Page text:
Dr. Edward Greene, Assistant Secretary General of CARICOM, spoke next about the workings of PANCAP. He called the partnership a network of institutions designed to mobilize support to procuring funds. The partnership exists because no one country in the region could reduce the epidemic without help. PANCAP, has 61 signatories, and includes country government, people living with the disease, intergovernmental organizations, private sector, religious organizations, and academic organizations to build awareness, provide information and monitor programs. Areas of focus include mother-to-child transmission, capacity building to manage and care for people infected with the disease and communications.

Sir George Alleyne, UN Special Envoy for HIV/AIDS in the Caribbean, and former Director of the Pan American Health Organization (PAHO), described the challenge facing the international community to address the region's needs. He called AIDS an epidemic like none other the region has seen before and demands a different kind of approach. Sire Alleyne  said the Caribbean AIDS problem should be part of the international community's global work on the issue, not separated in any way. He also described the ties between AIDS and the region's escalating poverty rates. Sir Alleyne  said the financial flows from the donor community had been insufficient to fully addressed the crisis. Human resources for project management, better information and sharing of best practices are also necessary components the international community can provide. He noted there are some positive developments as mother-to-child transmissions have decreased in a number of countries, new programs have been put in place, and some countries have borrowed specifically for the prevention and treatment of the epidemic. He also cited the political leadership of the region as being responsive to the problem. He noted malaria and cholera have become almost nonexistent in the region when they had once been plagues.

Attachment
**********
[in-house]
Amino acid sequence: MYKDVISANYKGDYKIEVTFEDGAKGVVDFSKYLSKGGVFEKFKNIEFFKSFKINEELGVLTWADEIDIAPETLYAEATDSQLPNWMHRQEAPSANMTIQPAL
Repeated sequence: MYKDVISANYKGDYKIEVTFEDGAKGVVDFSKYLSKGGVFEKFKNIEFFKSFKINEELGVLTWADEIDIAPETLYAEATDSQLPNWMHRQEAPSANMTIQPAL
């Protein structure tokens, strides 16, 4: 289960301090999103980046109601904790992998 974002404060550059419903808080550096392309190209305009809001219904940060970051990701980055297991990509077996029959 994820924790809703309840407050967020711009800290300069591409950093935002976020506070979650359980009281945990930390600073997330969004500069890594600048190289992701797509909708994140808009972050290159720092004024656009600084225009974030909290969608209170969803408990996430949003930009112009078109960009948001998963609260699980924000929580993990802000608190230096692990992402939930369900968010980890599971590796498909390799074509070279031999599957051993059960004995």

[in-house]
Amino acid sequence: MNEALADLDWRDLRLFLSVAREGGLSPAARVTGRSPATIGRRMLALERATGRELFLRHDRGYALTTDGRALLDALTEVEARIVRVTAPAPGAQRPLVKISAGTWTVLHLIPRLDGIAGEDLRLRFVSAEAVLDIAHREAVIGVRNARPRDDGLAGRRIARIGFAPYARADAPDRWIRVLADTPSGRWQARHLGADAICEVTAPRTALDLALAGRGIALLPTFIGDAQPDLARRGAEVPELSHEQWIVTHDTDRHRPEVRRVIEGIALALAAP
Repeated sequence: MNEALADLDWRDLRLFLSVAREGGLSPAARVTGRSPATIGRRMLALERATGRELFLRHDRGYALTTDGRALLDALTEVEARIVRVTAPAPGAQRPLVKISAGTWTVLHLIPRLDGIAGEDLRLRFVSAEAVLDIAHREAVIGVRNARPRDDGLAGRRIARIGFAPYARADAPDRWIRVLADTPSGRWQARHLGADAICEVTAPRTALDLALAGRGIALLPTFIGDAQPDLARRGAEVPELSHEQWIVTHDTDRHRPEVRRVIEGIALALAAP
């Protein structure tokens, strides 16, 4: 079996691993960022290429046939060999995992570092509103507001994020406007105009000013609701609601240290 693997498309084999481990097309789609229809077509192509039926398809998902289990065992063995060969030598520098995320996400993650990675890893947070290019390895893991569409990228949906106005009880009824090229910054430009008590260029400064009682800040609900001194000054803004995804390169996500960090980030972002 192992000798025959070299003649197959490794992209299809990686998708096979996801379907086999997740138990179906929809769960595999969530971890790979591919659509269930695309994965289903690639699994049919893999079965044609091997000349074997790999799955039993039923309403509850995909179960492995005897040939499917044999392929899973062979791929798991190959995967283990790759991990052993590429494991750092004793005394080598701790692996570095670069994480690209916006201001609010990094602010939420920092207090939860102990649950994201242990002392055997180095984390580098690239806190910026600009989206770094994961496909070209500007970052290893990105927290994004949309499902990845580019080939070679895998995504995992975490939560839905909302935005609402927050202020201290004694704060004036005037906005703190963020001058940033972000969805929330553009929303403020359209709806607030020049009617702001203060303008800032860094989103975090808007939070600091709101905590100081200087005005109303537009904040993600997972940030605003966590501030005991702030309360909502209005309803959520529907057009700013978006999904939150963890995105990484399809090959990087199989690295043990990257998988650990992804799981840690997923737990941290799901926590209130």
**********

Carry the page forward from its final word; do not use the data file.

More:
Patricio Marquez, a health specialist in the World Bank's Latin America and Caribbean region, said CARICOM is setting an example that other global regions are examining. He said AIDS is a major impediment to the World Bank's mission of a world without poverty. The World Bank has launched the HIV/AIDS Prevention and Control Program with $155 million in funding for the region. Under this program, six country projects have begun in the last two years. Additional, a $2.9 million grant was provided to Haiti. Regional monitoring and surveillance facilities will be upgraded with program funding as well.

US Health and Human Services Secretary Tommy Thompson said he had been to Sub-Saharan Africa and Guyana to examine the effects of the epidemic, and cited some of the epidemic's toll. His travels led him to develop, within his department and with the National Institutes of Health, a mother-to-child transmission program that was supported by the President. The Caribbean Regional Epidemiological Center in Trinidad administers the funding for the program. The initiative, part of the $15 billion AIDS package targeted mostly to Sub-Saharan Africa, seeks to reverse current growth trends for new infections, treat up to three million on anti-retroviral drugs, and care for up to 10 million living with the disease. Secretary Thompson noted the US could not lead alone, and cited the Global Fund to fight AIDS, tuberculosis and malaria as a essential mechanism to organizing the international community. The fund has helped 37 countries. Haiti was the first country to receive disbursements from the fund. He added a cautionary note that the next round of funding was projecting a $500 to $800 million shortfall and said he had met with global business leaders to see if the gap could be eliminated. He said, that failing to wage a war on the epidemic, will lead to the destabilization of some developing countries and will ultimately have an impact on the entire globe.